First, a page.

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Internal and Union Grievance Procedures

Agency Grievance Procedures

Contents




The actual procedures used in a particular agency usually have to be obtained from the agency personnel office, which may require considerable persistence. They may include arbitration, peer review or ombudsmen. They may be implemented by that office, the General Counsel's office, or supervisors at a higher level than the manager involved. Hearings are rare or very limited; strict time limits usually apply. Oftentimes, employees use these procedures without legal assistance. Some attorneys criticize them as merely creating a record unfavorable to the employee, while time passes and the hostile work environment continues. Employees almost never know the track record of the grievance process or official beforehand. Claims and decisions are not published to the outside world; they may or may not be confidential within the agency.

Security Clearances and Military Issues

Appeal rights in connection with security clearance revocations, downgrading or denials can only be pursued through agency-established grievance procedures. For example, the Department of Defense's Office of the Inspector General handles, but has not chosen to document, most outcomes for employees invoking the Military Whistleblower Protection Act. Clearances are considered privileges, not rights, and are uniquely within the President's authority. The Supreme Court in Department of the Navy v. Egan explicitly denied the MSPB jurisdiction over actions to remove employees based on national security considerations. The Federal Circuit affirmed that position in 2000, despite a catch-all provision in the 1994 Amendments. Pending legislation could overturn that.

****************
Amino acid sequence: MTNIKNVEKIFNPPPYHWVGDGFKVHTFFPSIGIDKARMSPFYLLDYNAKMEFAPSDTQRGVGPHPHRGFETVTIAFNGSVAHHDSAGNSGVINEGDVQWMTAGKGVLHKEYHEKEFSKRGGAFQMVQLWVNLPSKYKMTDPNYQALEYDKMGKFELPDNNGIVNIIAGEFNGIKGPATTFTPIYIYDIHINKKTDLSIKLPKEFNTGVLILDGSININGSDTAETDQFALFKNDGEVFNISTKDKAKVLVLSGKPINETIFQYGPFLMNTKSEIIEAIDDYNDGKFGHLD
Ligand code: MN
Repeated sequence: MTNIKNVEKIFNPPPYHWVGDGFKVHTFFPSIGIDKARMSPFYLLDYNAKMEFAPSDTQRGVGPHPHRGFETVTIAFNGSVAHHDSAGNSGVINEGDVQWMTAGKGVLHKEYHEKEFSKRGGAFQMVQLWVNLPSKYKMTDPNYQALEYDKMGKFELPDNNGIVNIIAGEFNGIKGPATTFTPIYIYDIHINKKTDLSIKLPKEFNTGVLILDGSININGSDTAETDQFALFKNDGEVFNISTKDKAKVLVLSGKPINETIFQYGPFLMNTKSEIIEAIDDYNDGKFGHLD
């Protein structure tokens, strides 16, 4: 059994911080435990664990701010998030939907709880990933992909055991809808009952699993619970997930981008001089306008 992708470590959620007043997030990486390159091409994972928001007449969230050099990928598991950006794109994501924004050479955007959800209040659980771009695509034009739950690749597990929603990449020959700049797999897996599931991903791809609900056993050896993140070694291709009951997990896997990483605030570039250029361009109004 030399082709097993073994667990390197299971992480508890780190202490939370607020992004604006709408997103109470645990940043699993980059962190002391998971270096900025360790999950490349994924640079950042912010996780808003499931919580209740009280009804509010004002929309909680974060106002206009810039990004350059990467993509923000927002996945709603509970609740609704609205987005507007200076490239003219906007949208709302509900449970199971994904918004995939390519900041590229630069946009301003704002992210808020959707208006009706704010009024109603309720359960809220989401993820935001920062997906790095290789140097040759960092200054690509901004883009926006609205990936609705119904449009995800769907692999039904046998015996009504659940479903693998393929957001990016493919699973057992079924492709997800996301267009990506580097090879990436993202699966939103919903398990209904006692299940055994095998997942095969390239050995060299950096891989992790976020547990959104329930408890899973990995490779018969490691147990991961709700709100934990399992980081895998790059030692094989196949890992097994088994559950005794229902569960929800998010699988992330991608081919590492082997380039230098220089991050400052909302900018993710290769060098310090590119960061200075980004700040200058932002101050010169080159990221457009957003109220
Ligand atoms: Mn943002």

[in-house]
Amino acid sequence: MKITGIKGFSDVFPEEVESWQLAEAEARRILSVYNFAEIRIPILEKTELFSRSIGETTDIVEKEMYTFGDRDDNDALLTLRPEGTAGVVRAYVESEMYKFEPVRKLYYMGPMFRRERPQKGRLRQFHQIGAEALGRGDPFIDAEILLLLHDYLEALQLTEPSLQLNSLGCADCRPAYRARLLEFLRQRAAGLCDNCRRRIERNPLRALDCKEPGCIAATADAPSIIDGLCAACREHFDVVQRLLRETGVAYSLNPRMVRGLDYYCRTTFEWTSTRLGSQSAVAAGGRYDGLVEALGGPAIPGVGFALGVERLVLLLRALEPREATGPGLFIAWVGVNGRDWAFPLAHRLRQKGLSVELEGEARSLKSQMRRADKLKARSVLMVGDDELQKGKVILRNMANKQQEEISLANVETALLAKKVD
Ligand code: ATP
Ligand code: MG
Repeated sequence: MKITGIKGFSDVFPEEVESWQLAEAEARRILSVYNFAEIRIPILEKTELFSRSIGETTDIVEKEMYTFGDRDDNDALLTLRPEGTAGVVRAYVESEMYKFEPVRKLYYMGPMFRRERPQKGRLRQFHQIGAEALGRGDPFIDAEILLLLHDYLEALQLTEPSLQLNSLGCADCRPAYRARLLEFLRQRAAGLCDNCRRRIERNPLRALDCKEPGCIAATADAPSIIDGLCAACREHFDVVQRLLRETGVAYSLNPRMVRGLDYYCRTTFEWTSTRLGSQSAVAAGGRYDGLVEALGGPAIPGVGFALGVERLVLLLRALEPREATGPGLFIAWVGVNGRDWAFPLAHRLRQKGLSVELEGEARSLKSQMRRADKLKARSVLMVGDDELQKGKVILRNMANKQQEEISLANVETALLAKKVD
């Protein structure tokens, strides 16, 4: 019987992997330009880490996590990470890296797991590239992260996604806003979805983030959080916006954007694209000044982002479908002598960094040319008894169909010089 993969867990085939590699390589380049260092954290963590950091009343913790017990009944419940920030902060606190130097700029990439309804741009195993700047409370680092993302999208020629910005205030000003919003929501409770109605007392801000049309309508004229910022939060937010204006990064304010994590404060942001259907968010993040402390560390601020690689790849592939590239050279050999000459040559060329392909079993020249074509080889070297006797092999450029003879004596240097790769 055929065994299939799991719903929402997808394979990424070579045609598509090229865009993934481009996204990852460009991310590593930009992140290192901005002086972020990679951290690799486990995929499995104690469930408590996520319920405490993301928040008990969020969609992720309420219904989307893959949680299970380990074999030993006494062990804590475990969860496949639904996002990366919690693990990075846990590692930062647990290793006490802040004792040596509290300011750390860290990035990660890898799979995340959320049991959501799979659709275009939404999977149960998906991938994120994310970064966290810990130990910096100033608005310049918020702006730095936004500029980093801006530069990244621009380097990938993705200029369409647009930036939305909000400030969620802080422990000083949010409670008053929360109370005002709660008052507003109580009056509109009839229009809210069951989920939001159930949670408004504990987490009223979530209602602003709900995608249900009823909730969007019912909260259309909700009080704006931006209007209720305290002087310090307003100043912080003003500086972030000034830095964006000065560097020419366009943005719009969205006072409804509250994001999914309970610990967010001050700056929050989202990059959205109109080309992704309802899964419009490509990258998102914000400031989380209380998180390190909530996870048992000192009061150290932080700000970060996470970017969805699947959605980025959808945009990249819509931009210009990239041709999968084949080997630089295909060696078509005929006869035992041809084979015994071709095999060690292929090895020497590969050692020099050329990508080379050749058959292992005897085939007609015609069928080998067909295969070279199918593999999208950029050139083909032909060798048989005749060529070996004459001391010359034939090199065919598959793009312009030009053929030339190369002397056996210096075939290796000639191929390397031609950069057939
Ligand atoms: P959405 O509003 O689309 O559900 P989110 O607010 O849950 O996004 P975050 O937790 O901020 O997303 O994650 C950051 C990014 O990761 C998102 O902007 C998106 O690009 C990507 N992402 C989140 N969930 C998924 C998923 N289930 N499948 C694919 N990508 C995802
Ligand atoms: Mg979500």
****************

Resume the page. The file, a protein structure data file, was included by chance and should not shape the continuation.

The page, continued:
Ethics Officers

The Office of Government Ethics establishes ethics standards applicable throughout the government. Agencies select employees as their Ethics Officers, to act as liaisons with the OGE. Their loyalty is often to their own agency, and some may reveal information to the complained-about official. Here's additional discussion about ethics. OGE is supposed to ensure that executive branch decisions are not affected or appear to be tainted by conflicts of interest (such as bribery or referral of business to firms operated by relatives). OGE issues legal opinions concerning conflict of interest questions involving executive branch employees. The individual agency then investigates, except that the OSC handles political activities of government employees (Hatch Act).

Union Procedures

Federal employees in union bargaining units (about 60% of all federal executive branch positions and 90% of postal workers) may pursue the procedures negotiated in their collective bargaining agreement. The union invokes these procedures on behalf of the employee, who in theory may not need to be a union member (although some may believe representation may be more zealous for union members). Here's a discussion of union whistleblower issues, with links to various union home pages.
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